Donald Trump

    What I’d say to Donald Trump if I were his doctor

    13 February 2017

    In case you’ve just returned from a nearby planet, there’s been some mention in the news recently of the newly elected President Trump. Quite a bit in fact. But of all the millions of words printed following his inauguration, relatively few have looked at one of the most important things about him — just how healthy is he to be in one of the toughest jobs in the world? At the age of 70, he’s the oldest president ever elected, and all we know about his health comes from a short four-paragraph note from his physician — a Dr Harold Bornstein — published before his election.

    In this, he states that Trump’s health is ‘astonishingly excellent’ and that, if elected, he would be ‘the healthiest individual ever elected to the presidency’. Some would say that, being somewhat short on detail but big on hype, the doctor rather sounds like the president himself. But we do now know that Trump takes a daily aspirin and a statin to control his cholesterol levels, which may reflect his self-confessed love of fast food.

    The idea of taking a daily low-dose aspirin to reduce the risk of a heart attack really took off over two decades ago with the statistic that by taking one we reduced the risk of a second heart attack or stroke in people who had already suffered one by almost a quarter. This was then extrapolated further to people who had never had a heart attack but who might be at risk of one. Following this came studies showing that it might also reduce the risk of developing certain cancers such as bowel, stomach and gullet cancer.

    However, as with all medication, there are two sides to this coin and any potential benefits have to be weighed against risks such as bleeding from the gut. We now have to take each individual patient on their own merit in advising about aspirin usage rather than using a blanket policy of aspirin being good for everyone.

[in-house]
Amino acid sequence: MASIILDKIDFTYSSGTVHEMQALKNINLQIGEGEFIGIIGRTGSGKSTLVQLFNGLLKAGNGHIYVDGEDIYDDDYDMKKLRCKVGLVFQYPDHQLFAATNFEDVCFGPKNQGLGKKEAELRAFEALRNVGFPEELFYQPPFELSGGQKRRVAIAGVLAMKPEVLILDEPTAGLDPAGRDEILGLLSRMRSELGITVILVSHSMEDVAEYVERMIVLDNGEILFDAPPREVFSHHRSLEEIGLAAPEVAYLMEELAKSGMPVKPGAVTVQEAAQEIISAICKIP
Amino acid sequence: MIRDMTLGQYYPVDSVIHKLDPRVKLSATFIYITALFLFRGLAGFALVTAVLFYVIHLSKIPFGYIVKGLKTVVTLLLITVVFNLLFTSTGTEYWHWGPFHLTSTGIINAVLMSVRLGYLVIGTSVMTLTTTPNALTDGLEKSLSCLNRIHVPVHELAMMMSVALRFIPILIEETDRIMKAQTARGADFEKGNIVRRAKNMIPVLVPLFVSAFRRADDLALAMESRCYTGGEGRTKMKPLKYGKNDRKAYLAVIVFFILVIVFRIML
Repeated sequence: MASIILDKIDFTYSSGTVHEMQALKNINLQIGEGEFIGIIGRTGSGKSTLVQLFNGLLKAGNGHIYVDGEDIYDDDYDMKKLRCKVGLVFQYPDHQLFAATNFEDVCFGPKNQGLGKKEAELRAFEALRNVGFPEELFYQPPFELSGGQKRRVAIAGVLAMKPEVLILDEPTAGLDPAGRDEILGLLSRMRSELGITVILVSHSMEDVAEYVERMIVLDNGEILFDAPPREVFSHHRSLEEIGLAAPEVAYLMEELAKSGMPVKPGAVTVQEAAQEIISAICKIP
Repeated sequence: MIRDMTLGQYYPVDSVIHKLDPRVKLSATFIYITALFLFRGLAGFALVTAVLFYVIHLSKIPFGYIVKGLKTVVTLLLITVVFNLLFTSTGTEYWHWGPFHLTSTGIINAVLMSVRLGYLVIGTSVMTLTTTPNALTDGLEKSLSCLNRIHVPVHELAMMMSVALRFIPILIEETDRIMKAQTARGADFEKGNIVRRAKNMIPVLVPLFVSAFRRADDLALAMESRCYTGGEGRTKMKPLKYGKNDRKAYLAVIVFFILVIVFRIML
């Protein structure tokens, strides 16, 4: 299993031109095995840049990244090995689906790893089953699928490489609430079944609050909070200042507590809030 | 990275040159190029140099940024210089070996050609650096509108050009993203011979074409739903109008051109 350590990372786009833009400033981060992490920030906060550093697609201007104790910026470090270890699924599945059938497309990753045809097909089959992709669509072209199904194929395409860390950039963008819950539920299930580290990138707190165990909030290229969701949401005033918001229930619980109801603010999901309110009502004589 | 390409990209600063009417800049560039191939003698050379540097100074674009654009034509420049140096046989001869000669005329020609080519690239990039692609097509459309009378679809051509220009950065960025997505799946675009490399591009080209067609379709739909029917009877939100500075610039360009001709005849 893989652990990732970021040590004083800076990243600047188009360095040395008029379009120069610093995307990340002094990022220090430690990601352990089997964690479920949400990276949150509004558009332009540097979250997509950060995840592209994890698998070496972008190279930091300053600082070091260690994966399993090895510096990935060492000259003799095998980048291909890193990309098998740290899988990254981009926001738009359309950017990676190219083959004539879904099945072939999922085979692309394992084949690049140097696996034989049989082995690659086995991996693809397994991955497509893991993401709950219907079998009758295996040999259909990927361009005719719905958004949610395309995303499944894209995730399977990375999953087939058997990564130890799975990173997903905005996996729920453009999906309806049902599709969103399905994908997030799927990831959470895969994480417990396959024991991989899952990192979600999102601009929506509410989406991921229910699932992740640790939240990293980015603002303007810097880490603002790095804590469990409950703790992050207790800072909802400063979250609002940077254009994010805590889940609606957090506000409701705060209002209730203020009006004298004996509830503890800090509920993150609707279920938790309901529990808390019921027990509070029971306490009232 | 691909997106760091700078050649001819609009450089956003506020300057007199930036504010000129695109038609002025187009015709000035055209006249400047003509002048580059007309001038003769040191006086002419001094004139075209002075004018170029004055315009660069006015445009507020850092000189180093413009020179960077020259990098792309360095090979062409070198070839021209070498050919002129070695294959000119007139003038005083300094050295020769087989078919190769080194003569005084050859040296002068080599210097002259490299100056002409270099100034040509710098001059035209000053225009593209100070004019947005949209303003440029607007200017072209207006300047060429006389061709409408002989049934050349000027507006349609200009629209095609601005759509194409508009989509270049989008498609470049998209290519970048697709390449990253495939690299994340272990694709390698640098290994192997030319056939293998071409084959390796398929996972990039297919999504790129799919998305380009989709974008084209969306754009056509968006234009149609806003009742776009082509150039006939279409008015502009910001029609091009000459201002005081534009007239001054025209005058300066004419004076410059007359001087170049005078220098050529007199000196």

To try to crystallise the latest best advice concerning aspirin use is not easy but there are three main points to take away here. The first is that you have to take it for at least five years to start to reap any benefits; second, we have very little evidence of significant benefit if you are under 50 years old. The third – and this is where Trump’s usage is interesting – is that the risks of continuing to take it rise sharply over the age of 70.

    Taking a statin to lower cholesterol levels in someone who has never had a stroke or heart attack is equally muddy but most doctors would agree that if you have diabetes, have had — or are at risk of — a heart attack or stroke then statins are beneficial in the main.

    If you are at moderate risk and not having side effects from a statin then carrying on taking them is usually sensible but, if you are taking them to simply try and negate the impact of an unhealthy lifestyle, then losing weight and doing more exercise, rather than munching pills, is the advice I would now be giving the president (probably just before being sacked as a result).

    Dr Bornstein’s statement adds another interesting page to the list of medical statements from the physicians of American presidents, some of whom would have easily qualified as masters of the dark arts. Franklin D Roosevelt’s doctor stated that he was in remarkably good health when standing for a fourth term in office but conveniently forgot to mention he was suffering from the chronic lung disease and heart failure that killed him a few months after being re-elected.

    John F Kennedy’s tanned and vital image was a key factor in him winning his television debate against Richard Nixon and helped elect him into the White House but few people were aware that his tan was not due to sunshine but to Addison’s disease — a potentially lethal condition requiring JFK to take daily doses of steroids to keep him alive.

    Perhaps my favourite deception, however, was with President Woodrow Wilson, who suffered a number of strokes when in office, passed off at the time as a ‘mild illness’. His wife (who called him Woody) said some years later: ‘I don’t know what you men make such a fuss about. I had no trouble running the country when Woody was ill.’

    It may be just me, but somehow I can’t ever see Melania Trump saying that.